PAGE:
Emphysema, a major component of chronic obstructive pulmonary disease (COPD), is marked by the irreversible destruction of lung tissue and compromised gas exchange in affected individuals. The chronic inflammatory mechanisms that give rise to and perpetuate the observed pathophysiology of emphysema include the recruitment and activation of leukocytes as well as the establishment of an imbalance between leukocytic proteases and their endogenous inhibitors. The dysregulation of these processes ultimately leads to a loss in lung homeostasis and increased epithelial damage and cell death. However, the role that the lung epithelium plays in sustaining the activation of resident and infiltrating leukocytes and their associated proteases during the development of emphysema is unclear. An increasing number of studies have implicated the epithelial-derived alarmin and IL-1 family member IL-33, which signals via the ST2 receptor, as being an important mediator of pulmonary inflammation in a variety of contexts. Recent work has described the formation of highly active IL-33 forms generated by leukocytic protease cleavage in the extracellular milieu during acute lung injury. Moreover, elevated IL-33 production from epithelial progenitor cells has been observed in human COPD tissues. Based on these findings and preliminary data that we have generated in ST2 knockout mice using an experimental model of elastase-induced emphysema, we hypothesize that the IL- 33/ST2 axis is a critical regulator of inflammation associated with the progression of emphysema, and therefore may serve as a novel therapeutic target in the treatment of COPD. In order to test this hypothesis and elucidate the mechanism by which IL-33/ST2 signaling may promote the progression of emphysema, we will define the cellular and molecular immune profile of ST2-deficient mice following airway elastase challenge. In addition, we will assess the role of macrophage- and neutrophil-derived proteases in regulating the production of highly active IL-33 forms during emphysema. Furthermore, we will establish whether highly active IL-33 forms are associated with human COPD tissues, and evaluate the efficacy of ST2 blockade to inhibit the progression of experimental emphysema. These proposed studies have the potential to uncover a significant, but so far unappreciated, driver of emphysema as well as identify a novel therapeutic target for the treatment of COPD. This work will be supplemented by a rigorous training plan guided by a diverse and experienced mentoring team with expertise in lung physiology, immunology, pathology, and clinical pulmonology. The training aspects of this proposal will promote scientific independence and integrity in the context of lung disease by honing laboratory, classroom, presentation, and writing skills.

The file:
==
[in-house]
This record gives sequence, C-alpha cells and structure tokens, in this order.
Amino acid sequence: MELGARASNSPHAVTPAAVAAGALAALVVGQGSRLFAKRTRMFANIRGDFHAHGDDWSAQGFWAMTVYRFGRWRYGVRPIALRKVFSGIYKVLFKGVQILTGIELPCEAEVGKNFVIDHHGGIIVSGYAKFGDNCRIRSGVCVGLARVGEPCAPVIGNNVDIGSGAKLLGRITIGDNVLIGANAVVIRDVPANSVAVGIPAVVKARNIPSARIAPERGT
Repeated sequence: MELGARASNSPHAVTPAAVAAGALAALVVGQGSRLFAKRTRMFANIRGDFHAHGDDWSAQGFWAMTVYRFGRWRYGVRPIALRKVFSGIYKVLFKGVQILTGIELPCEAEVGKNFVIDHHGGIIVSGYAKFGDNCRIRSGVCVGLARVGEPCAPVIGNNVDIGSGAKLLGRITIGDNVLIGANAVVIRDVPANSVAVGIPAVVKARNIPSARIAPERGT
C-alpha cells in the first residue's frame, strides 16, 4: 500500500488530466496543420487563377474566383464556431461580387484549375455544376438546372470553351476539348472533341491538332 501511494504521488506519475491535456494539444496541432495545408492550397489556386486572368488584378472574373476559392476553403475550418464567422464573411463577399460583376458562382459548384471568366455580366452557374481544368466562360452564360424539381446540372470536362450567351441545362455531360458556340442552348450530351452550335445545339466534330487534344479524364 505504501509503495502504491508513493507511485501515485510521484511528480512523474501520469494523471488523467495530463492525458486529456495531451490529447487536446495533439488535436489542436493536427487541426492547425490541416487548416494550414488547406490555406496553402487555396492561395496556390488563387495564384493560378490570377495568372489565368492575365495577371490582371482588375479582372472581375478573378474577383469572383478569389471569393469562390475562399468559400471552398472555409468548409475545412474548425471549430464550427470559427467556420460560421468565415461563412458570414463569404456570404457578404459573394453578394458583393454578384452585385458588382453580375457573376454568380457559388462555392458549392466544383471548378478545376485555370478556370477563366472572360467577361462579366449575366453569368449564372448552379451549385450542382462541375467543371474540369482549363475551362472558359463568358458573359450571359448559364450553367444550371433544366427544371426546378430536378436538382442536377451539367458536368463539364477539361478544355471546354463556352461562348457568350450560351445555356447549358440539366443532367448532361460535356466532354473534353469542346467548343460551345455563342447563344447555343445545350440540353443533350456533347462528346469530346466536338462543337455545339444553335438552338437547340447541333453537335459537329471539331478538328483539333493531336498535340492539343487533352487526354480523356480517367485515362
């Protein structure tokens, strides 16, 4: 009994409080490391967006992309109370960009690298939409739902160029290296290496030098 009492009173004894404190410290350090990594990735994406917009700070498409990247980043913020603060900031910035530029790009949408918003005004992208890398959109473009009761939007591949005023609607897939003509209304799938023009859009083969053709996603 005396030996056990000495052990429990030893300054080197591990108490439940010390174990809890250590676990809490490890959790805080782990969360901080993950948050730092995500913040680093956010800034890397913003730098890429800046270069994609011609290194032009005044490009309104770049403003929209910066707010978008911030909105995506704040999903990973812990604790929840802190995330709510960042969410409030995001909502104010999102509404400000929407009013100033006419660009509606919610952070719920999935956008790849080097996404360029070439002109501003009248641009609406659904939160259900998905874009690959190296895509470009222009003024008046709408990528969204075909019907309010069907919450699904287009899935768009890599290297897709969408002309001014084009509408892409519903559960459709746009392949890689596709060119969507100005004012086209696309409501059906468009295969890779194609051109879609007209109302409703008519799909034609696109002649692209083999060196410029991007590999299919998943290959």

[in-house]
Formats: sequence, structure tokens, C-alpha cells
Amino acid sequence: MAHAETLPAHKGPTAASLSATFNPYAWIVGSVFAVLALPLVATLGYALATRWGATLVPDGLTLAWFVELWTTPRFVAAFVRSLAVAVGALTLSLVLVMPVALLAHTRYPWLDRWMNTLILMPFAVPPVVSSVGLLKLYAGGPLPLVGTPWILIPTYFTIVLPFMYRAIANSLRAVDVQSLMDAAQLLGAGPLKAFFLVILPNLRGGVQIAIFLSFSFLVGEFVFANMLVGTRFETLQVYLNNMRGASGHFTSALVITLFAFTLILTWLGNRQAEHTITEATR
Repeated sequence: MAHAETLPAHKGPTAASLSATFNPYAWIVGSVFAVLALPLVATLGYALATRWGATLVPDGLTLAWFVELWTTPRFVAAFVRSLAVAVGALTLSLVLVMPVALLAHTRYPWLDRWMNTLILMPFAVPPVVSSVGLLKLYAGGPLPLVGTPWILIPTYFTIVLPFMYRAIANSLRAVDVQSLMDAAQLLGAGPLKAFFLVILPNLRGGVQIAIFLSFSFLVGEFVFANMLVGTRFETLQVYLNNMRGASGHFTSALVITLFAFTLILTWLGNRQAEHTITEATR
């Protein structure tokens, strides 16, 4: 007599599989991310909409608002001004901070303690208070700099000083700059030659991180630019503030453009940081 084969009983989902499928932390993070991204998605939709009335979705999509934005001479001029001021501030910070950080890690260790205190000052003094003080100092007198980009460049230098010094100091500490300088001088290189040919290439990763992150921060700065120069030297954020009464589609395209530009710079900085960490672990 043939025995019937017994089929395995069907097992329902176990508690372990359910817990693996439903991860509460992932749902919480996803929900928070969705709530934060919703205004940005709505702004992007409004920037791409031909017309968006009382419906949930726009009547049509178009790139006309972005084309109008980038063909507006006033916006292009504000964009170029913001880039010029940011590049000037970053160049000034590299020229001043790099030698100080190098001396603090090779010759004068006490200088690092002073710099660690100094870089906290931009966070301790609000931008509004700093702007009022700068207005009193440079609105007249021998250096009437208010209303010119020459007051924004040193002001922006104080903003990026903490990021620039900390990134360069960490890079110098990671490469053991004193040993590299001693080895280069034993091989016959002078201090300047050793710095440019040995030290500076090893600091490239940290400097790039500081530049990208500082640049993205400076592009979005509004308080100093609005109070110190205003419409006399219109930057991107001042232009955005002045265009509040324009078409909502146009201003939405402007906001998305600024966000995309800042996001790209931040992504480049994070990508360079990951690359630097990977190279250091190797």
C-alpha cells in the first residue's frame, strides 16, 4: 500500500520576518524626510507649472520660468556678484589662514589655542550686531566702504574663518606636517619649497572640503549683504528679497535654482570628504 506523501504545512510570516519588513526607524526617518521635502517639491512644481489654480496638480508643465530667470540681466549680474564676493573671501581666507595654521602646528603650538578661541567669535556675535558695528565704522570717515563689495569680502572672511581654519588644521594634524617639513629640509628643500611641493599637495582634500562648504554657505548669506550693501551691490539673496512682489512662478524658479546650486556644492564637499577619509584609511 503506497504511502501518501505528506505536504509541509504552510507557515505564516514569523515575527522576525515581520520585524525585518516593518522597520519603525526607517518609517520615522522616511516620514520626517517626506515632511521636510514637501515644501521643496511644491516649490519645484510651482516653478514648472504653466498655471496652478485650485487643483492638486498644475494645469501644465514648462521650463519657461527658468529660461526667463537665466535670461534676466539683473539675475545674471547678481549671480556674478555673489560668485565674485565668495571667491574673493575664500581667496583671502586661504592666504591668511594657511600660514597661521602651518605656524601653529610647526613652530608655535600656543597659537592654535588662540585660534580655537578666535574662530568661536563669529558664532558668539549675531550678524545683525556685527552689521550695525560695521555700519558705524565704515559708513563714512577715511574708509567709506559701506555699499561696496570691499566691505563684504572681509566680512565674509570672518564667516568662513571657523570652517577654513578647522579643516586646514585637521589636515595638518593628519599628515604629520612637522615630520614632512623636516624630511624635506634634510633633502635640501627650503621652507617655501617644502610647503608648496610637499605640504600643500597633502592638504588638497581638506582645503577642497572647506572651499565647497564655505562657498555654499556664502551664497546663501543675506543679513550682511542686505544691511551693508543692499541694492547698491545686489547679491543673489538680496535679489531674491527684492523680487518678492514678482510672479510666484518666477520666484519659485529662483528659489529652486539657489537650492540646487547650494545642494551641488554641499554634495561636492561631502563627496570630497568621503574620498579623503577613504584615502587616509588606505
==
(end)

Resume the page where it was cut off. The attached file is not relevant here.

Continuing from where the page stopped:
The cytokine interleukin-33 (IL-33) is increasingly affiliated with chronic inflammatory diseases, including recent work describing elevated IL-33 in association with tissues isolated from patients suffering from severe chronic obstructive pulmonary disease (COPD). Moreover, the presence of highly active IL-33 generated by white blood cell-derived proteases, enzymes implicated in the pathogenesis of emphysema, has been observed during acute lung injury. This proposal aims to investigate the immune mechanism by which highly active IL-33 and its ST2 receptor may contribute to the progression of emphysema, potentially identifying a novel therapeutic strategy for the treatment of COPD.